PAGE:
Mentoring is a one-on-one relationship between a Peer Learning Group participant (mentee) and a experienced clergyperson (mentor) who has completed the Thriving Mentor & Facilitator Training course. Thriving in Ministry intentionally combines elements of coaching and elements of mentoring, fusing them into one role that supports the professional and personal growth of the mentee. The mentoring relationship runs concurrently with the two-year peer learning process and seeks to enhance the deep and transformative insights participants will develop as a group. The Thriving Mentor serves to benefit the growth, development, integration of learning, and skill practice of the mentee.
Throughout the course of this relationship, the mentor will serve in the following roles:
- Occasional expert who proposes solutions from her well of experience
- Consultant who helps the mentee work out a problem—providing the mentee still takes accountability and responsibility for resolving the issue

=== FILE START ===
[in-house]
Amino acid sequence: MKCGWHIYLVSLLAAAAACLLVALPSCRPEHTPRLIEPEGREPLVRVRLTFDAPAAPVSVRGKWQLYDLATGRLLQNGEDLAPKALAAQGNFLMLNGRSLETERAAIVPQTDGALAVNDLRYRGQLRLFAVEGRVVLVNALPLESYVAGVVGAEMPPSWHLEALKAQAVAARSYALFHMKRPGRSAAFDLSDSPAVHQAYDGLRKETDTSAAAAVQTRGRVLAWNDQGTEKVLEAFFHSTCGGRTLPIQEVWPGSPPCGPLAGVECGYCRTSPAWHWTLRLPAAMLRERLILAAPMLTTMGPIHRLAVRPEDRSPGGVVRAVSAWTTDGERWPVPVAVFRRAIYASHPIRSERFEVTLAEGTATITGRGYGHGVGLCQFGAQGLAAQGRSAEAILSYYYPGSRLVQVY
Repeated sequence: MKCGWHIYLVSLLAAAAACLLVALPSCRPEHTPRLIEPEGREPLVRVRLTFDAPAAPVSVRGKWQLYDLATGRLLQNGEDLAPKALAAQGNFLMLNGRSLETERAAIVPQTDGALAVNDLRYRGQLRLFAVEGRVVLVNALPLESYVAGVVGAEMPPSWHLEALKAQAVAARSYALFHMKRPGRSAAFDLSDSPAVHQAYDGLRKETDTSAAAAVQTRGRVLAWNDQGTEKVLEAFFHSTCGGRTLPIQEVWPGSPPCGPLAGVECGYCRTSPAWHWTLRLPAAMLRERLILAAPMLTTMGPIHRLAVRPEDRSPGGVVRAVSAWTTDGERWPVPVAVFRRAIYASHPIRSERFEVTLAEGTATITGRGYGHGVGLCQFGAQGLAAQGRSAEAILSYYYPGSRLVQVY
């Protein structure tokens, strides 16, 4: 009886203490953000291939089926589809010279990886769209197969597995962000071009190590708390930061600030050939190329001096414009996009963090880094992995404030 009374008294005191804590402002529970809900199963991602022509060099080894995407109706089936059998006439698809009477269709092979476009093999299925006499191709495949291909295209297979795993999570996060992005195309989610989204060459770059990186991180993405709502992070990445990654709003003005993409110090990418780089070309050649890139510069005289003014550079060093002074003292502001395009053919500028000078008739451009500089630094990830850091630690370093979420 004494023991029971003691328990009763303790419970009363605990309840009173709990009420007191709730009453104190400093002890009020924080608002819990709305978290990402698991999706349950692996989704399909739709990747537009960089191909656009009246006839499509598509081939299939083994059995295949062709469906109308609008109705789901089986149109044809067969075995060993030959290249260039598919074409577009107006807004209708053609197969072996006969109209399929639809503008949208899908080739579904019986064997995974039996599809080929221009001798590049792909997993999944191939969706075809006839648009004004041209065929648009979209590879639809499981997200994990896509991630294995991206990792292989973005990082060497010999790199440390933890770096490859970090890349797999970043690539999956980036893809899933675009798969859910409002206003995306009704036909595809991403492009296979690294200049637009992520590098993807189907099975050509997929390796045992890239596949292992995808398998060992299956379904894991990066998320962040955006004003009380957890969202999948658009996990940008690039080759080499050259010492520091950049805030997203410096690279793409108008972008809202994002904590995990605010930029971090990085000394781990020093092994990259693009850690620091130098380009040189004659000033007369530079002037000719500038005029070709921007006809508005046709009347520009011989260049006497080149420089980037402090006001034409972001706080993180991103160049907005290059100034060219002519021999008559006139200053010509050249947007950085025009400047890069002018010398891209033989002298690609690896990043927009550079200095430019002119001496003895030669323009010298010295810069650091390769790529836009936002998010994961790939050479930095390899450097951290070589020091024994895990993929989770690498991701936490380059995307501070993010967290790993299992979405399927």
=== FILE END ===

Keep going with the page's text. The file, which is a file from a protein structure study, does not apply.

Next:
- Trainer/educator who shares her own experiences so that the mentee can explore and apply that learning to her context
- Coach who delivers probing questions that help the mentee synthesize her experiences in ministry with the principles of Deliberate Practice and Fierce Conversations
- Challenger who prompts the mentee toward deeper learning and growth
- Supporter who recognizes when changes are taking place and helps mentee navigate these times of transition
- Spiritual friend who encourages the mentee in her encounters with God—both in the lifelong arc of transformation she is undergoing and her daily response to the Divine.
While conversations between the mentor and mentee explore particular situations and contexts of ministry, the process is not limited to situational coaching. Rather, it is an integrated, continuous process built through successive conversations. At times, mentors will need to shift roles to unravel the factors that are blocking their mentee from thriving.
Mentees are responsible for:
- Identifying their learning goals
- Integrating new information from their peer group
- Sharing experiences and challenges openly with their mentor
- Reflecting on their practices in ministry
- Committing to the discipline of regular mentor-mentee discussions
- Displaying a readiness to bringing both the mentee’s inner life and leadership formation with God as well as the mentee’s outer life of self-presentation and leadership to the mentor-mentee relationship.